How long have you been writing?
I can’t remember not having a pencil in my hand. My dad was an artist, so there was always stuff to draw and make books out of around the house. My dad could draw anything, so that was intimidating. I wasn’t as good as he was, obviously, but I liked books and stories. I could create scenes with words in the same way an artist uses a brush.
What did you do before you became an author? What other work do you do?
I teach art at an all girls public school. I love teaching art because it helps me be a better artist and it’s fun to make art with other people. I also like having a hand made life, and art is a part of that. I taught myself basket-weaving, specifically, Cherokee Double Wall baskets. I teach that and other things in our American Indian Education program in the summer.
What is your favorite thing about being a writer?
I like to make up characters and worlds that I enjoy. There aren’t a lot of books out there with people who look like my family, with people like me or my kids in them. So, I have to write them. When I find my work interests other people or they care about what happens to my characters, that makes me feel successful as an author.
What type of book are you writing? What draws you to this category?
This book is historical fiction and I normally only dabble a little in that. This book required a lot of research and advice from Cherokees who know more than I do. Normally, I like to use elements of historical fiction as support for the stuff I like to make up about Cherokee people who also happen to be vampires and werewolves.
What would you like potential readers to know about your book?
This was a hard and sad book to write. The Indian Removal Act didn’t just force the Cherokee out of their homelands. The Creeks, Choctaws, Chickasaws, Seminoles, and other smaller tribes were forced out of the Southeastern United States around this same time. This account is based on documented stories from survivors. Those accounts were even more disturbing than what I could include in this book. I admire my ancestors and am grateful they survived. Cherokees did everything they could do legally and peacefully to remain on their homeland. When they were forced out at gunpoint it was into internment camps that were poorly run. This is where many of them died, before walking the 1000 miles to what would become Indian Territory.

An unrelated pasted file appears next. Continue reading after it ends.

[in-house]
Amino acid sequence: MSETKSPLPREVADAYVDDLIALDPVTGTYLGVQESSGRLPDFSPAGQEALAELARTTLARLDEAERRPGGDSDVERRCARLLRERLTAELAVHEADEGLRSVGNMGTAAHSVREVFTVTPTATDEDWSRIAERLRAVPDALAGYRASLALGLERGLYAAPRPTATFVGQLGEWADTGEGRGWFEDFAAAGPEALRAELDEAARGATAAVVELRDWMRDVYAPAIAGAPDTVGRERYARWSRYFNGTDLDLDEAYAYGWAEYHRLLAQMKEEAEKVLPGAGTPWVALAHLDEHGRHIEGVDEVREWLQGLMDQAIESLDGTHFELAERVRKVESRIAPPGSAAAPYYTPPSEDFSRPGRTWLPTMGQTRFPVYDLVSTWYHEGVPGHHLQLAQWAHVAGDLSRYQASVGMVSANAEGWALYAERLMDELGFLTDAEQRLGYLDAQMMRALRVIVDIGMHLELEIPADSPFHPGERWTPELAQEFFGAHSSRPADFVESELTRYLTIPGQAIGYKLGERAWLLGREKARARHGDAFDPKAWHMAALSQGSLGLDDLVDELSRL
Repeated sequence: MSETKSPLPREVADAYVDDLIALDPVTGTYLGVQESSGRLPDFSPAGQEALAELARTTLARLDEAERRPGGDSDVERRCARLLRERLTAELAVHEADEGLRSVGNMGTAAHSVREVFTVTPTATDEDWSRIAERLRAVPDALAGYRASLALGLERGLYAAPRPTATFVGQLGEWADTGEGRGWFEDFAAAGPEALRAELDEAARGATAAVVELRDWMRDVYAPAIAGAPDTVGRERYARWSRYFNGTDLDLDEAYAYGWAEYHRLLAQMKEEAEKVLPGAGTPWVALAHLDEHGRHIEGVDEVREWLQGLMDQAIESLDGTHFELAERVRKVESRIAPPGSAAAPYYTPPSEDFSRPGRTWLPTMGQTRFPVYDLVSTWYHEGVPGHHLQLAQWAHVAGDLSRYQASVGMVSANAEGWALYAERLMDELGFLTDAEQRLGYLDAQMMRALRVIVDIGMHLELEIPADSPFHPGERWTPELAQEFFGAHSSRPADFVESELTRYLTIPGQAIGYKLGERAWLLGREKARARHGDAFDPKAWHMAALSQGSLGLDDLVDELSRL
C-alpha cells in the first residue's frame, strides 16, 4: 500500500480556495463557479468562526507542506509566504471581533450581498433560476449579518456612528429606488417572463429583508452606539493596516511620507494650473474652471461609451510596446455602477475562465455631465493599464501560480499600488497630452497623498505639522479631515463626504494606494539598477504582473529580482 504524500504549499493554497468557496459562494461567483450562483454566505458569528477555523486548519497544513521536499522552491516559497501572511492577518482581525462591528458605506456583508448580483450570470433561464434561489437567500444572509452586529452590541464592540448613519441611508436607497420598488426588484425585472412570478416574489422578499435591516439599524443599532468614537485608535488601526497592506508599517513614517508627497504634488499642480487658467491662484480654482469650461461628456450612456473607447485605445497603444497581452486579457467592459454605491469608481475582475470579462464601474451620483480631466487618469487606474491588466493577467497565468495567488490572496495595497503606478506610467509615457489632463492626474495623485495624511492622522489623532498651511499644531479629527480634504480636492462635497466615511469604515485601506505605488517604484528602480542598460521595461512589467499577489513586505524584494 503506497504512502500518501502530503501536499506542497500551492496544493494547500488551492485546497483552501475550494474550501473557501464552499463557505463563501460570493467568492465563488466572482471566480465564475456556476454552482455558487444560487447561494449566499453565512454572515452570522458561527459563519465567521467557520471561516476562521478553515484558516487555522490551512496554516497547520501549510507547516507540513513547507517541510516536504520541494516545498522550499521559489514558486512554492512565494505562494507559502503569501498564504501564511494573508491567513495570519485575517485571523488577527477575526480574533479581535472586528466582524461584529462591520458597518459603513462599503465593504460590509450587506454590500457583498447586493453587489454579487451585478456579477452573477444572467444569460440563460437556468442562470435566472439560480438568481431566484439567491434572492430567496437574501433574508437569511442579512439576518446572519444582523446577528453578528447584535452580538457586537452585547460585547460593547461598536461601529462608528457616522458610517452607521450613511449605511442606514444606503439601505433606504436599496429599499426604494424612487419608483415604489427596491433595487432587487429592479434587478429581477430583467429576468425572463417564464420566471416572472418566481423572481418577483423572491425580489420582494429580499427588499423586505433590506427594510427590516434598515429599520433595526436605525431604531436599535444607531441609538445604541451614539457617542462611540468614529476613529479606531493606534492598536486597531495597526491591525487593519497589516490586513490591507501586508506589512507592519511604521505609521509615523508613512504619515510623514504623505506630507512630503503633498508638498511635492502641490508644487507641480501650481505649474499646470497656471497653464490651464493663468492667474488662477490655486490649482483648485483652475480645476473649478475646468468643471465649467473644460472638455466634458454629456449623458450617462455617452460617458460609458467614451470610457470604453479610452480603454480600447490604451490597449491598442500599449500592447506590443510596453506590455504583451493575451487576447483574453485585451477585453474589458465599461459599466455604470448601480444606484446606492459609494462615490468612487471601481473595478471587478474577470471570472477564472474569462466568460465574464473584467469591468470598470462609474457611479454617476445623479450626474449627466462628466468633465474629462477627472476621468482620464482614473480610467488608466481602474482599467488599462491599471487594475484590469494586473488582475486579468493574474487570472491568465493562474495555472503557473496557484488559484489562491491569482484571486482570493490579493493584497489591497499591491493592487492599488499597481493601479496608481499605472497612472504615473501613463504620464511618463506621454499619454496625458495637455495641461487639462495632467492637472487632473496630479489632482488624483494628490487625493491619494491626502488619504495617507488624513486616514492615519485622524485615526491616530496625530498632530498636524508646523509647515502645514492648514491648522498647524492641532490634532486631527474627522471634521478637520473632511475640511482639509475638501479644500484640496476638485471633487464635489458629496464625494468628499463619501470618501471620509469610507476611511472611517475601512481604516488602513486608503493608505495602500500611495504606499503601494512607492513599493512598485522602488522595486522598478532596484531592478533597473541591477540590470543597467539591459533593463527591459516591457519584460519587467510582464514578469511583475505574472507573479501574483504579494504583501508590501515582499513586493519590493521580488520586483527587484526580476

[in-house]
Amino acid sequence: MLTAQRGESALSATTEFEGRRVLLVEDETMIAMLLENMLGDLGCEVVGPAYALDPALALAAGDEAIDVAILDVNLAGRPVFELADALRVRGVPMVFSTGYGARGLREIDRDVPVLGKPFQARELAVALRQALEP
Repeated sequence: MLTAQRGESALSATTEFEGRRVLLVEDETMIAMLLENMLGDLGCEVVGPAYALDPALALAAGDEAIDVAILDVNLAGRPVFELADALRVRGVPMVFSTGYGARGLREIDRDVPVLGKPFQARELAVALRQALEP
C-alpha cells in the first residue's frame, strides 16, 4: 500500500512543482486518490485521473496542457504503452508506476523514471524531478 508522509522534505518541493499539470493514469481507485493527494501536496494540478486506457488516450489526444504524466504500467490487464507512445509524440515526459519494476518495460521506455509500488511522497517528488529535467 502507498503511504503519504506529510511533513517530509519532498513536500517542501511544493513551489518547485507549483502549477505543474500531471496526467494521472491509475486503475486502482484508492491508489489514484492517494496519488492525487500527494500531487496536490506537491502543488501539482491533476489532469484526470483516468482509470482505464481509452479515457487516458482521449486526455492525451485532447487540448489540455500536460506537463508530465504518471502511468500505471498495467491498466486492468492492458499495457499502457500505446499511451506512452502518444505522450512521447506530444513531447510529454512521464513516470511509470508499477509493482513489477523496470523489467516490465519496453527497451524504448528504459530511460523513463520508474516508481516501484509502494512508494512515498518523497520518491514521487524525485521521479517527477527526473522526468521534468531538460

I am a Cherokee, a citizen of the Cherokee Nation of Oklahoma. The government has kept track of my people for a very long time. We did not live in teepees. Cherokees held land in common. We stayed in one place, had elected representatives, agriculture, schools, and laws before we were illegally forced off our home lands. We exist today.
There are a few books out there by native authors and about contemporary Indigenous children. We need more. Read those. Native Americans are alive and well. It saddens me when we are talked about as extinct or when all tribes are lumped together.
What are your social media handles?
@AndreaLRogersBooks on Facebook
Share one surprising fact about yourself.
I love to melt glass, mostly for earrings.